The AG had then filed a second sworn reply, arguing that in view of the fact that the plaintiff had managed to obtain a copy of the inquiry, a judicial review of the decision to refuse access was no longer needed and that Borg’s juridical interest in the case had been extinguished.

Mr Justice Christian Falzon Scerri, himself a former prosecutor, had dismissed this argument, observing that it would have only applied if the parties had reached an agreement on the costs of the case, which would then have been withdrawn by the plaintiff.

However, as the AG had also refused to suffer the plaintiff’s costs, insisting in her belief that she had good reason not to grant access to the inquiry, the judge ruled that it could not be said that the disagreement had been settled in its entirety.

With regards to the AG’s argument that the woman did not need access to the inquiry to file a civil case for damages, the judge replied that while this may be true, “it is the opinion of the court that these arguments are entirely irrelevant in an action [for judicial review of decision by the Attorney General].”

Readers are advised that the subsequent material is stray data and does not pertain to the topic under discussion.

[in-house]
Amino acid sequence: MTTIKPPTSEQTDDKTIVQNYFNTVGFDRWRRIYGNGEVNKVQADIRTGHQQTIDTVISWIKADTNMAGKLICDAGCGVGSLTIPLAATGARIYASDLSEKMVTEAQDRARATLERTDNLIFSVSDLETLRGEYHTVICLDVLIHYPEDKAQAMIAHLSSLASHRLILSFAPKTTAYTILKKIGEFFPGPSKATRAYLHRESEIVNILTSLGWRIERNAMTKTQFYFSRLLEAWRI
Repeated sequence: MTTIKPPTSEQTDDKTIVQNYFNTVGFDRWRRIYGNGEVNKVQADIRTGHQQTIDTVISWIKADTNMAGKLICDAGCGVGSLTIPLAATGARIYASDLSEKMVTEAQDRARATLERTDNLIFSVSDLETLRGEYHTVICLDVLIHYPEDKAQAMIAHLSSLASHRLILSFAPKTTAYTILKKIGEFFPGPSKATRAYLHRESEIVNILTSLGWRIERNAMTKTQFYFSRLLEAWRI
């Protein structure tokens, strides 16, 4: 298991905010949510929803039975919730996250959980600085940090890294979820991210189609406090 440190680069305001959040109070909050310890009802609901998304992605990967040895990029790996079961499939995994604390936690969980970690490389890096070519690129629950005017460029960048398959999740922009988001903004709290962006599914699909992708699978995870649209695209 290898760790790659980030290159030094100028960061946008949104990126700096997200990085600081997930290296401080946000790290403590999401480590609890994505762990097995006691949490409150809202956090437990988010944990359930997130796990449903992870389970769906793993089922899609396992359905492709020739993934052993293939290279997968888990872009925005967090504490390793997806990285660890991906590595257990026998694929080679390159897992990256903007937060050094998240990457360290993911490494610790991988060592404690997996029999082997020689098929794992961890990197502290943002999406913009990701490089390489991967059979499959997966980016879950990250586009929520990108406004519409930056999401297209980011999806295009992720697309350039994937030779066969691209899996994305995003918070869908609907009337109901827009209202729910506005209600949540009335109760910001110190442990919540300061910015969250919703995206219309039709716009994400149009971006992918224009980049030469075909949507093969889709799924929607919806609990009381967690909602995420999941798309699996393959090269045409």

Nowhere was it written that such an action depended on whether or not the plaintiff could have filed a civil case against someone else, said the judge, pointing out that judicial review proceedings had not been created to litigate against the person responsible for an accident, unlike civil proceedings.

“Above all, the court understands that the plaintiff needed a copy of the proces verbal precisely to help her in her deliberations with her lawyers, as to whether she ought to file a civil case, and if so against whom,” the judge said.

He added that he could not understand why the Attorney General, who knew that this case had been stuck in court solely because the parties had not agreed on how to apportion the costs of the case, “chose the path of increasing the judicial costs by filing a sworn reply with new pleas.”

“In a situation such as this, wisdom and prudence would suggest that the Attorney General should not continue to add to the judicial costs by asking the court to decide on new points and pleas. It however appears that this was not to be.”

In his decision rejecting all of the Attorney General’s arguments the judge ruled that the Attorney General’s decision not to give the woman a copy of the inquiry “was truly an illegal and unreasonable one.”